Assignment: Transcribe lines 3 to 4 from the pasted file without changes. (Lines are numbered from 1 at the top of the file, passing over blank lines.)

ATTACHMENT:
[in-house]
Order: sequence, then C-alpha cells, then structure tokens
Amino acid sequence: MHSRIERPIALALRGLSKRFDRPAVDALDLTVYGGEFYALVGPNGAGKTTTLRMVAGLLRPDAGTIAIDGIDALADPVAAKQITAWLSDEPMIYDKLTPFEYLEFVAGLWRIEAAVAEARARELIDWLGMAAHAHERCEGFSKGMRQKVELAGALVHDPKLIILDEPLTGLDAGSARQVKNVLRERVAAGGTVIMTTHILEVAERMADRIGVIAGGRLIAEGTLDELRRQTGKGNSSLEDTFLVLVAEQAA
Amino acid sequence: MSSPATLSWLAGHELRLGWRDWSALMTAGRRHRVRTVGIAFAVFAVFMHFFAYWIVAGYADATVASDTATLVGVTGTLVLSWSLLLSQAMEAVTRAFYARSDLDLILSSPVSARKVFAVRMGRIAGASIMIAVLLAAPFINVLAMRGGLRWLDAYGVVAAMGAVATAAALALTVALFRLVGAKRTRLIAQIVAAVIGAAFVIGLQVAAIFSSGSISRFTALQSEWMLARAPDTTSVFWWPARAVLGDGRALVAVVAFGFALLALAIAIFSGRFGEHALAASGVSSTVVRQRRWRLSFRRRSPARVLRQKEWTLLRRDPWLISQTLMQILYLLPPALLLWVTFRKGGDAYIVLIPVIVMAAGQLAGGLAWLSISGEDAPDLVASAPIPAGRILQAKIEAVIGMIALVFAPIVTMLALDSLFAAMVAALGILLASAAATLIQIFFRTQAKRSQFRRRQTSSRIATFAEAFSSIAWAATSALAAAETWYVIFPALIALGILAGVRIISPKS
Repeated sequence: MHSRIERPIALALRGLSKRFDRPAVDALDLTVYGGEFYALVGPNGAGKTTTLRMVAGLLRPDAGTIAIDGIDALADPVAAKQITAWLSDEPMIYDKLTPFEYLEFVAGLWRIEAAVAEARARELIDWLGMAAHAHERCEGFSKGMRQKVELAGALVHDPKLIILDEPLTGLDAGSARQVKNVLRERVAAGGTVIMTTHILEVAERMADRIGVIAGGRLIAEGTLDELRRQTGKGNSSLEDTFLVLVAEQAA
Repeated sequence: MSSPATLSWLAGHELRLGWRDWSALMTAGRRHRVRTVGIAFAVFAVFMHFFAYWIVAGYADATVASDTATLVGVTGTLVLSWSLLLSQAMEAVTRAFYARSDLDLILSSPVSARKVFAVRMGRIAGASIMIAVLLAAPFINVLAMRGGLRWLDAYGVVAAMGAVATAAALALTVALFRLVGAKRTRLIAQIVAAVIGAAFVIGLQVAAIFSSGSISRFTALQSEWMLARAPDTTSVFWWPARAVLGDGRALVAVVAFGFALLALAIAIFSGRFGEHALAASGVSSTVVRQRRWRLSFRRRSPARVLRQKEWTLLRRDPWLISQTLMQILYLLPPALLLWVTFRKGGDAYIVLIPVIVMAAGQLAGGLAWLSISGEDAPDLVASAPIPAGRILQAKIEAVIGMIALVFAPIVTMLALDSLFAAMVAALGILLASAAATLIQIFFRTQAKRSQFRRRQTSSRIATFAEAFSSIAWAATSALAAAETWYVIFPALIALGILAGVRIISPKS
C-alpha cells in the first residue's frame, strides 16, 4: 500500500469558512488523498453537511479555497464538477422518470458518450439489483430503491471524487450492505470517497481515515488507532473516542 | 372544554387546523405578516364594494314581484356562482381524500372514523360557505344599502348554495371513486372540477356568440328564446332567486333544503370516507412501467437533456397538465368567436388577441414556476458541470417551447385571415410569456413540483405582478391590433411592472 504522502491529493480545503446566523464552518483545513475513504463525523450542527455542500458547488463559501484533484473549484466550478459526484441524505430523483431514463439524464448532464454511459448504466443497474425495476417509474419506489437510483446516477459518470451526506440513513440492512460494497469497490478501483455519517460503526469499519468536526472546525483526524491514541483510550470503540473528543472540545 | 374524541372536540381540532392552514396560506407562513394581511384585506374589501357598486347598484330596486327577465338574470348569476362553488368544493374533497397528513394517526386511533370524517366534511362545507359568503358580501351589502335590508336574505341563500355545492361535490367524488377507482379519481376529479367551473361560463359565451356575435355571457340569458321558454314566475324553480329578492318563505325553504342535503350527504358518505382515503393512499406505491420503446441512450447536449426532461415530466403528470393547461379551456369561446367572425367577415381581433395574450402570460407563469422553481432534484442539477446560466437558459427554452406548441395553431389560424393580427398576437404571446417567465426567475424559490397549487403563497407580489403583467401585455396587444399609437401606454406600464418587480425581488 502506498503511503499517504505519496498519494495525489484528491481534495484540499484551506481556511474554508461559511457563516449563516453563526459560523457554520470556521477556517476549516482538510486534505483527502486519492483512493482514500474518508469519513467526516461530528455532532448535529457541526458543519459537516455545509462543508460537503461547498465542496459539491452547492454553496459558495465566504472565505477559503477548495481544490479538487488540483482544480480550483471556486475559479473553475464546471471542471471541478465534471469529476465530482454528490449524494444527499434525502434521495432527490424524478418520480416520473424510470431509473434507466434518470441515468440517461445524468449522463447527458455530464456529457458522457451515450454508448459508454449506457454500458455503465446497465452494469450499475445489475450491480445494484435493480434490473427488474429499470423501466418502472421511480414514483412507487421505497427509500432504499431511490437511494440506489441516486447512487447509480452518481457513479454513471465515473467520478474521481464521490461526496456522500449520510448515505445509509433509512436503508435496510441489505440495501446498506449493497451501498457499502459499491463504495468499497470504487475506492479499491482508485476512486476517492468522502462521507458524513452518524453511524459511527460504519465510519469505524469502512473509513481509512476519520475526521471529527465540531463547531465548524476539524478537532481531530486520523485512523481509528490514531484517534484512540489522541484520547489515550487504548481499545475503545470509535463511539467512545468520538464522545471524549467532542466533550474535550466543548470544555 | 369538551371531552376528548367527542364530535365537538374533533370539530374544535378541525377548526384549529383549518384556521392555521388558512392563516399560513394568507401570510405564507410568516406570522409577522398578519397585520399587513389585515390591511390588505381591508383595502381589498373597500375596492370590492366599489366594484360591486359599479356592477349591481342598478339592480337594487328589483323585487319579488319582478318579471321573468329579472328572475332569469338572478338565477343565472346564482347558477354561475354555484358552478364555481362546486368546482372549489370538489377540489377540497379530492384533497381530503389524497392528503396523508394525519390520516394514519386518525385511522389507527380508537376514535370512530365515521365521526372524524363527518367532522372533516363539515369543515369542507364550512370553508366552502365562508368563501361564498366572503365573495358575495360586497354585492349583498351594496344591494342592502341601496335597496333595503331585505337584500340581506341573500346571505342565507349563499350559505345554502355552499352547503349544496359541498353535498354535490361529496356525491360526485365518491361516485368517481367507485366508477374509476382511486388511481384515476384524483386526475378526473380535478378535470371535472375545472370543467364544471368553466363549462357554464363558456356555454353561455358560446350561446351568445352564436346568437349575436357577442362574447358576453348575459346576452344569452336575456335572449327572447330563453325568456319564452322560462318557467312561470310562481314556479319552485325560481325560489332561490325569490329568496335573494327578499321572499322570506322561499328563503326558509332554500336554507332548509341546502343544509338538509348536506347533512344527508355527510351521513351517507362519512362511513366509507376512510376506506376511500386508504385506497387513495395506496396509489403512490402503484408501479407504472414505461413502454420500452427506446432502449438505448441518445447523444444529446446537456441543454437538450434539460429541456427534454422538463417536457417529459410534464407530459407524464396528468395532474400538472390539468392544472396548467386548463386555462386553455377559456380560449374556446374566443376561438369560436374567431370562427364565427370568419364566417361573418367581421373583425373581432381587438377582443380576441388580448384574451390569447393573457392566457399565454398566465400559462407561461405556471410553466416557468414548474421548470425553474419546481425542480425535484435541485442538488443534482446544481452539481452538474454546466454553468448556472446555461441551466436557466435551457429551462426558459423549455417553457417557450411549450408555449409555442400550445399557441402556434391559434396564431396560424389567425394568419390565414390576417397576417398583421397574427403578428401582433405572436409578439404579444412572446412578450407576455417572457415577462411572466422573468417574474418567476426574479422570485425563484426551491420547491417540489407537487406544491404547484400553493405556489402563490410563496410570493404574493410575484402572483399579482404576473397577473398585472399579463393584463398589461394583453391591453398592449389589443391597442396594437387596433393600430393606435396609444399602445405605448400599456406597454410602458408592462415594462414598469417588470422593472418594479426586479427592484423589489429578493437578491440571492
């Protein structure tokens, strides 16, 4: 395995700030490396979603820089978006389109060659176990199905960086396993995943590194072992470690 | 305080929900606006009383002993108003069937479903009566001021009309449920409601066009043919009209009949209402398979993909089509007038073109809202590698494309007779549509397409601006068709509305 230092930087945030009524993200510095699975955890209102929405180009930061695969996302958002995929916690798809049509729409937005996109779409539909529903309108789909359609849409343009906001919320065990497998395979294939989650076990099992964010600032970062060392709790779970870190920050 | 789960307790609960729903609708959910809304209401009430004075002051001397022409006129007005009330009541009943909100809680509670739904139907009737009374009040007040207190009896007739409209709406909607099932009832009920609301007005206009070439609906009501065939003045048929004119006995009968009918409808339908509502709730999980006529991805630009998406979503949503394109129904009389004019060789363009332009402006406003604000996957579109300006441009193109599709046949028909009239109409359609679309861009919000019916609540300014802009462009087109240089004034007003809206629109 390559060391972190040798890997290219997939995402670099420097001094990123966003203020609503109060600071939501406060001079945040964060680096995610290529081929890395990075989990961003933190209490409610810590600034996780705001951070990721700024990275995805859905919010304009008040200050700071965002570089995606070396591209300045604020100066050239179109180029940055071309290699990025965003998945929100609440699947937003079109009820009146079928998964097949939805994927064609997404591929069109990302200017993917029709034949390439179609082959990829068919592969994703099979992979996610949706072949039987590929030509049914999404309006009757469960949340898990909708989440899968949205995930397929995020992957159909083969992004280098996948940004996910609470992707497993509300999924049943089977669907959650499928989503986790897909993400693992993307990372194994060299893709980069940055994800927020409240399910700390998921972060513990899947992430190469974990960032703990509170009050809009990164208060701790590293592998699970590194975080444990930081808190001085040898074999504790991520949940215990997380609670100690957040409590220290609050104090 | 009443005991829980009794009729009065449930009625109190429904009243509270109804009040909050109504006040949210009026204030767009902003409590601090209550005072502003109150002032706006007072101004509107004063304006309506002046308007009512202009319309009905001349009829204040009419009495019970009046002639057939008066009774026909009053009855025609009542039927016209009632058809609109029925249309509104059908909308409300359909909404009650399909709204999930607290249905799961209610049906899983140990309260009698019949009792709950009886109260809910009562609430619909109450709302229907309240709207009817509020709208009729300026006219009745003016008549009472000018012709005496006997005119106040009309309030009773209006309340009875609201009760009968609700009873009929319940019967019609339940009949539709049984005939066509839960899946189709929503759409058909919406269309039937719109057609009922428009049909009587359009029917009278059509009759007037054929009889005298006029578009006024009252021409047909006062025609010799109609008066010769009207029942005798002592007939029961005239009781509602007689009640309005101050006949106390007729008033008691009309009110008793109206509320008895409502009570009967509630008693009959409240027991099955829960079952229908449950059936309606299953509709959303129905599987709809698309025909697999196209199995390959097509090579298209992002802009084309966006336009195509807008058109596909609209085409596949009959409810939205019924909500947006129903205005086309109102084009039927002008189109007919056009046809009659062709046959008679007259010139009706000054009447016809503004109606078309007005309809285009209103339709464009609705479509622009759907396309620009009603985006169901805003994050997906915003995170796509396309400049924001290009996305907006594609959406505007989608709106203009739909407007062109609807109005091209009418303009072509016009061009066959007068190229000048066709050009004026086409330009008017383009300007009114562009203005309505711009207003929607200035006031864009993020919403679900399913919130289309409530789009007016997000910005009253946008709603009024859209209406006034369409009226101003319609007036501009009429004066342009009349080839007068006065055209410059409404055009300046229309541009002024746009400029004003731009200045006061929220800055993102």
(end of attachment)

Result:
Amino acid sequence: MHSRIERPIALALRGLSKRFDRPAVDALDLTVYGGEFYALVGPNGAGKTTTLRMVAGLLRPDAGTIAIDGIDALADPVAAKQITAWLSDEPMIYDKLTPFEYLEFVAGLWRIEAAVAEARARELIDWLGMAAHAHERCEGFSKGMRQKVELAGALVHDPKLIILDEPLTGLDAGSARQVKNVLRERVAAGGTVIMTTHILEVAERMADRIGVIAGGRLIAEGTLDELRRQTGKGNSSLEDTFLVLVAEQAA
Amino acid sequence: MSSPATLSWLAGHELRLGWRDWSALMTAGRRHRVRTVGIAFAVFAVFMHFFAYWIVAGYADATVASDTATLVGVTGTLVLSWSLLLSQAMEAVTRAFYARSDLDLILSSPVSARKVFAVRMGRIAGASIMIAVLLAAPFINVLAMRGGLRWLDAYGVVAAMGAVATAAALALTVALFRLVGAKRTRLIAQIVAAVIGAAFVIGLQVAAIFSSGSISRFTALQSEWMLARAPDTTSVFWWPARAVLGDGRALVAVVAFGFALLALAIAIFSGRFGEHALAASGVSSTVVRQRRWRLSFRRRSPARVLRQKEWTLLRRDPWLISQTLMQILYLLPPALLLWVTFRKGGDAYIVLIPVIVMAAGQLAGGLAWLSISGEDAPDLVASAPIPAGRILQAKIEAVIGMIALVFAPIVTMLALDSLFAAMVAALGILLASAAATLIQIFFRTQAKRSQFRRRQTSSRIATFAEAFSSIAWAATSALAAAETWYVIFPALIALGILAGVRIISPKS